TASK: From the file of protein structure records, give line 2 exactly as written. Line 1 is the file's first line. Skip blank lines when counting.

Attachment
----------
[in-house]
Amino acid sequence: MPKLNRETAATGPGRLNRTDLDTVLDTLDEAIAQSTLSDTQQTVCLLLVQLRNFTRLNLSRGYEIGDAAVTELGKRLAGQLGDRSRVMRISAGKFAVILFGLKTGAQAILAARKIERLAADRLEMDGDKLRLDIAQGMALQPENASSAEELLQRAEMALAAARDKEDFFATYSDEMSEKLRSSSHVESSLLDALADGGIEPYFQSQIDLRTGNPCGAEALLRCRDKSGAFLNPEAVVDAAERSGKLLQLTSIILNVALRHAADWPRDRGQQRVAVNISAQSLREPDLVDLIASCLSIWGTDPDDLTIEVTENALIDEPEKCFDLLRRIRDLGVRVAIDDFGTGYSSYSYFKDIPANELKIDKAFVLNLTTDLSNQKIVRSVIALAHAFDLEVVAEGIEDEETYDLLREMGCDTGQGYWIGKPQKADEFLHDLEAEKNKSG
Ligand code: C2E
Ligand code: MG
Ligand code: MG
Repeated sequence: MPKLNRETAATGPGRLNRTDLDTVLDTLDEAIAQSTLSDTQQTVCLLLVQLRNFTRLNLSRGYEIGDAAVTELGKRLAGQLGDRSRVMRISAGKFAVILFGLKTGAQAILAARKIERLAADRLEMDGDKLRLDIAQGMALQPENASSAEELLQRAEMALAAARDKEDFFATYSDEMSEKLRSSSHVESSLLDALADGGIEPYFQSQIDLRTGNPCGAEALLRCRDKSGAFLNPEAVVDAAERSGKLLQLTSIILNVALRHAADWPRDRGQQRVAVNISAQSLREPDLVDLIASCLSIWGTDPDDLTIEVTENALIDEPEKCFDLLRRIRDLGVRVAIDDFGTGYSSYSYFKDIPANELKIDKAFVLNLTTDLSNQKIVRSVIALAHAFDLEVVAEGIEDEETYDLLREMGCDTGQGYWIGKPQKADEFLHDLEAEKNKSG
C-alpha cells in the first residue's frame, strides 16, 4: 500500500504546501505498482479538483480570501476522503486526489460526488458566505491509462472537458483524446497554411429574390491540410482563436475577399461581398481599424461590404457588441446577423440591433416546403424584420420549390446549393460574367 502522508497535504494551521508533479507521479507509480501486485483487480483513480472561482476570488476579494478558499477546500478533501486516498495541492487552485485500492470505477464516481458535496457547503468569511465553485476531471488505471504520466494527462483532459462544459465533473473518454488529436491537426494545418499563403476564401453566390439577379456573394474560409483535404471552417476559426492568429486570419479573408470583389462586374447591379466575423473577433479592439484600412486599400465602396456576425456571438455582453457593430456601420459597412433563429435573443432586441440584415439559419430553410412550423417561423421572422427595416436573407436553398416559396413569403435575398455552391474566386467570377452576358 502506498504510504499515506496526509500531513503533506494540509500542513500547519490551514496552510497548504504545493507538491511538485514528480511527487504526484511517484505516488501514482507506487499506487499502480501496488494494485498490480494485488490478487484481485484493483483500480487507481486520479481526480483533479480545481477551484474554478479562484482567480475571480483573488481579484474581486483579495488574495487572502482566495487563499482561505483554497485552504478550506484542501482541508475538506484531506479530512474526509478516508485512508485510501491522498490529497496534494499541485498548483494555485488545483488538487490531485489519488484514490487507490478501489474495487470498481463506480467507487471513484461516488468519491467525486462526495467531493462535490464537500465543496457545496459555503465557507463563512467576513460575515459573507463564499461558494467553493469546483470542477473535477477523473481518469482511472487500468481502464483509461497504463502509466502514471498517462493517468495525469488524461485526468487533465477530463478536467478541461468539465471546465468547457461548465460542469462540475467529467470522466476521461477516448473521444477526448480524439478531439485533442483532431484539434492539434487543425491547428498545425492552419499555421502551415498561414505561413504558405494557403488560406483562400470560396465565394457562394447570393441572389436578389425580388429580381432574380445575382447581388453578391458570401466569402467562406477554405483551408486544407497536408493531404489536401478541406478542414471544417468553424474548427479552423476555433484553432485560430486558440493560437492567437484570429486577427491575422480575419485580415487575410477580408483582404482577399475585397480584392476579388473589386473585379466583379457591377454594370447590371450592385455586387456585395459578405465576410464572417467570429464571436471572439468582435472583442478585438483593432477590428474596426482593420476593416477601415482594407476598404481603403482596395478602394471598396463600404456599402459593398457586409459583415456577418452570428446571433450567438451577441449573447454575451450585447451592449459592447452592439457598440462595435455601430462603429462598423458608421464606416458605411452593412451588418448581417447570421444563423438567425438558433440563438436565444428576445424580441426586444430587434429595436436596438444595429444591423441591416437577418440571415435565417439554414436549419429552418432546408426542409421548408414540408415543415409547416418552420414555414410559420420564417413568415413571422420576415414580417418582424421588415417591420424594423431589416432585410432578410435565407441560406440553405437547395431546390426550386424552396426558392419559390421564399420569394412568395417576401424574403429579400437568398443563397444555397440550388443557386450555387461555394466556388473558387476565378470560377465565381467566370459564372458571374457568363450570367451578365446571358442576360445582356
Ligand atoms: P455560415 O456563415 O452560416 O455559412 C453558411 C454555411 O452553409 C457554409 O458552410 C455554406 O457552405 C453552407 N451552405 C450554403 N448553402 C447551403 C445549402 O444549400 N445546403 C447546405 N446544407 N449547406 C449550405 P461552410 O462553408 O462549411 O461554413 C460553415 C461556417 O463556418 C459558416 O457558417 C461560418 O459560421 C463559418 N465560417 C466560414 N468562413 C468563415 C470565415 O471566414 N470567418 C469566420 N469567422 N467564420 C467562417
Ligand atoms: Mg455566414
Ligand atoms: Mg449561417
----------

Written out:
Amino acid sequence: MPKLNRETAATGPGRLNRTDLDTVLDTLDEAIAQSTLSDTQQTVCLLLVQLRNFTRLNLSRGYEIGDAAVTELGKRLAGQLGDRSRVMRISAGKFAVILFGLKTGAQAILAARKIERLAADRLEMDGDKLRLDIAQGMALQPENASSAEELLQRAEMALAAARDKEDFFATYSDEMSEKLRSSSHVESSLLDALADGGIEPYFQSQIDLRTGNPCGAEALLRCRDKSGAFLNPEAVVDAAERSGKLLQLTSIILNVALRHAADWPRDRGQQRVAVNISAQSLREPDLVDLIASCLSIWGTDPDDLTIEVTENALIDEPEKCFDLLRRIRDLGVRVAIDDFGTGYSSYSYFKDIPANELKIDKAFVLNLTTDLSNQKIVRSVIALAHAFDLEVVAEGIEDEETYDLLREMGCDTGQGYWIGKPQKADEFLHDLEAEKNKSG